Building Software Together

Chapter 8: Using Git Together

Version control really comes into its own when we are working with other people. People can share work through a Git repository in one of two ways [Irving2021]:

  1. Everyone has read and write access to a single shared repository.

  2. Everyone can read from the project's main repository, but only a few people can commit changes to it. The project's other contributors fork the main repository to create one that they own, do their work in that, and then submit their changes to the main repository.

The first approach works well for teams of up to half a dozen people, so we will focus on it. If the project is larger, or if contributors are worried that they might make a mess in the main branch, the second approach is safer.

When to commit

When you're working on your own, it's natural to fall into a rhythm of updating your laptop from your repository in the morning and committing whatever you've managed to accomplish when you wrap up for the day. You need to break this habit when you become part of a team. Instead, you should commit when you finish a chunk of work that moves the project forward or is fit for someone else to review. A good rule is "never break the build" (Chapter 16), i.e., never commit anything that doesn't run well enough to pass all existing tests.

Using Git Together

Suppose Amira and Sami are working together on a course. They decided at the start of semester that Sami would host the project repository in her GitHub account, so they created and gave Amira permission to push to it. They have both cloned that repository to their laptops to start work on homework 5.

We will modify Amira's prompt to include her desktop user ID (amira) and working directory (initially ~, meaning "home directory") to make it easier to follow what's happening. First, she updates her desktop repository to make sure she is starting with the most recent set of files:

amira:~ $ cd bst
amira:~/bst $ git pull origin main
amira:~/bst $ ls    hw1/    hw2/    hw3/    hw4/

Amira creates a new directory for homework 5 and adds a copy of the assignment spec:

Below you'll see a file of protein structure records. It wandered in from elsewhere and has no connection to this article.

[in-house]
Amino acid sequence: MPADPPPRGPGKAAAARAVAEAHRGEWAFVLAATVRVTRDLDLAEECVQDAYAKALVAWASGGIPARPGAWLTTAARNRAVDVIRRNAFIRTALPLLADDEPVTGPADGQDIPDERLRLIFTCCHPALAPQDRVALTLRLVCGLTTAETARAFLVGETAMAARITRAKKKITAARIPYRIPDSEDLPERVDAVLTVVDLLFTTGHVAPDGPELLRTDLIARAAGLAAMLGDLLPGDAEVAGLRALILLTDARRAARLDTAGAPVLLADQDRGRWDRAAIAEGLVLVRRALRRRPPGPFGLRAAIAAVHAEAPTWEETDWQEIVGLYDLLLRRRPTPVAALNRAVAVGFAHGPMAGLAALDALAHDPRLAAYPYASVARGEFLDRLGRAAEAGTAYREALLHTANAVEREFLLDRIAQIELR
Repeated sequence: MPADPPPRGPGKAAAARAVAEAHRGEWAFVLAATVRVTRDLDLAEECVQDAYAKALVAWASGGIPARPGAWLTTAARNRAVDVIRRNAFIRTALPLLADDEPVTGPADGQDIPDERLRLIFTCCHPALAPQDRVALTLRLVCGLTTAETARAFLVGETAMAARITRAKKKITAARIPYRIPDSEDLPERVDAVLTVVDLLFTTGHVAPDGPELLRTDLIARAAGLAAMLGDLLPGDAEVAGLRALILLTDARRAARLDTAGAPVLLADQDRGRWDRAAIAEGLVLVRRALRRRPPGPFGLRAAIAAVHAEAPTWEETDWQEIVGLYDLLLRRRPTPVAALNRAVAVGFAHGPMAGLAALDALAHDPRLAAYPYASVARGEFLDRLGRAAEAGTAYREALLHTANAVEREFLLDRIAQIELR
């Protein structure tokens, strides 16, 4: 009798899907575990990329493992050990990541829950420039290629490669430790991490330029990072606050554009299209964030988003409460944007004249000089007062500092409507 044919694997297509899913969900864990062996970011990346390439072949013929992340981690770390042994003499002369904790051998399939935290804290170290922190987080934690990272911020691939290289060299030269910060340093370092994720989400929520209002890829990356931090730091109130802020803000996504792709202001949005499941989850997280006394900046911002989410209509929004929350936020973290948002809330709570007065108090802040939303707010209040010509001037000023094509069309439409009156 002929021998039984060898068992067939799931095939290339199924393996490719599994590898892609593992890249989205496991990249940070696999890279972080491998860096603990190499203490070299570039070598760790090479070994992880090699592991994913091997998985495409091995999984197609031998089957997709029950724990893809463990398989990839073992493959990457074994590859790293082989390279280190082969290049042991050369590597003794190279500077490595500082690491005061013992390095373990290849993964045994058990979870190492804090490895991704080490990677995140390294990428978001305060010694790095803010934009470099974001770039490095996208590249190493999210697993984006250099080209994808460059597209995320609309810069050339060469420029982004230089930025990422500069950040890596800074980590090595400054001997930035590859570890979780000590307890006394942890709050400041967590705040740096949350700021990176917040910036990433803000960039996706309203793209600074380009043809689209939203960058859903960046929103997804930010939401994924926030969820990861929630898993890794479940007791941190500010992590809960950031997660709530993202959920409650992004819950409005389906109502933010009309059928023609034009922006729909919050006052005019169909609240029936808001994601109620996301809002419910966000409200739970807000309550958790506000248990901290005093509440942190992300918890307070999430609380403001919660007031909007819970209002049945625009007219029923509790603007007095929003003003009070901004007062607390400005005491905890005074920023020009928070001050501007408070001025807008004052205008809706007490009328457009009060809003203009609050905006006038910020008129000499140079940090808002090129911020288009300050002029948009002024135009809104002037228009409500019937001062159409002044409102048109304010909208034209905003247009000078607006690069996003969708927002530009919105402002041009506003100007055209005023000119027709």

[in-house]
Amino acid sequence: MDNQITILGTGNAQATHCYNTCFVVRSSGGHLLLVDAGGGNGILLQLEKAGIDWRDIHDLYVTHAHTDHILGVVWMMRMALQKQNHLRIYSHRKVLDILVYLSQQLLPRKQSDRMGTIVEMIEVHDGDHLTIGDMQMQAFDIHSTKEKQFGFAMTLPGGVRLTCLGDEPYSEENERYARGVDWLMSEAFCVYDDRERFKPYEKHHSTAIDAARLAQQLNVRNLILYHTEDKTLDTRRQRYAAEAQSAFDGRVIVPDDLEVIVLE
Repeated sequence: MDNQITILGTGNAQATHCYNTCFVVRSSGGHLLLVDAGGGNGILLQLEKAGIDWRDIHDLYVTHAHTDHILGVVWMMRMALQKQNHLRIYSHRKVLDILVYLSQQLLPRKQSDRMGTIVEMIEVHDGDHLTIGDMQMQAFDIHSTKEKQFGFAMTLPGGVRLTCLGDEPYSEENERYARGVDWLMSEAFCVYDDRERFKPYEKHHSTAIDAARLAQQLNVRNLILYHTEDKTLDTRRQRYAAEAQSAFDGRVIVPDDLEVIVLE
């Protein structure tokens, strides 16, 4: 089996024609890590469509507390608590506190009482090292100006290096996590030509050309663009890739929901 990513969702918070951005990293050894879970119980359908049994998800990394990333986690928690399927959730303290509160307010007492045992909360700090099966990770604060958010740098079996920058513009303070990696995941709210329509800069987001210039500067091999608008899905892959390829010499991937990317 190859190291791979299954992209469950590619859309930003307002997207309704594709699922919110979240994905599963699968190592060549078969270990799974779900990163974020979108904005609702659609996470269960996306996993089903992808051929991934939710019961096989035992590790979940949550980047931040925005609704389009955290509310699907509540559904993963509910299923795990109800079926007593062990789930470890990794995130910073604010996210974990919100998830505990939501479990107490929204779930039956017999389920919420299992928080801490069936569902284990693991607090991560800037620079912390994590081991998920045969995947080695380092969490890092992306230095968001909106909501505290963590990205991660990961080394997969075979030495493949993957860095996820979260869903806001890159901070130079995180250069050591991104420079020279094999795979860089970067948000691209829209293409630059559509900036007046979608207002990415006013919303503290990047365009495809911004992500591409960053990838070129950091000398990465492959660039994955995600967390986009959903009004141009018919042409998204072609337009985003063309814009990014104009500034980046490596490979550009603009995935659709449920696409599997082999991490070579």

amira:~/bst $ mkdir hw5
amira:~/bst $ cd hw5
amira:~/bst $ cp ~/Downloads/Assignment5.txt hw5/spec.txt
amira:~/bst $ git add .
amira:~/bst $ git commit -m "Adding homework 5 spec"
[main f5f7d30] Adding homework 5 spec
 1 files changed, 132 insertions(+)

She then pushes her changes to the shared repository:

amira:~/bst $ git push origin main
Enumerating objects: 7, done.
Counting objects: 100% (7/7), done.
Delta compression using up to 4 threads
Compressing objects: 100% (3/3), done.
Writing objects: 100% (4/4), 485 bytes | 485.00 KiB/s, done.
Total 4 (delta 2), reused 0 (delta 0), pack-reused 0
remote: Resolving deltas: 100% (2/2), completed with 2 local objects.
   f5f7d30..433a2d5  main -> main

And no, Git's output here isn't particularly useful to anyone except people who are debugging Git's internals.

Amira's changes are now on her desktop computer and in the GitHub repository but not on Sami's laptop. They can get them by running:

sami:~/bst $ git pull origin main

But what if Sami is working on some changes to homework 4 (which homework 5 builds on)? She could just make her changes and push, but that would lead to a lot of merge conflicts. Instead, almost everyone uses pull requests (PR). A PR is essentially a note saying, "Someone would like to merge branch A into branch B". The PR does not contain the changes, but instead points at two particular branches. That way, the difference displayed is always up to date if either branch changes.

But a PR can store more than just the source and destination branches: it can also store comments people have made about the proposed merge. Users can comment on the PR as a whole, or on particular lines, and mark comments as out of date if the author of the PR updates the code that the comment is attached to. Complex changes can go through several rounds of review and revision before being merged, which makes PRs the review system we all wish journals actually had.

To see this in action, suppose Sami wants to add their email address to They create a new branch and switch to it:

sami:~/bst $ git checkout -b adding-email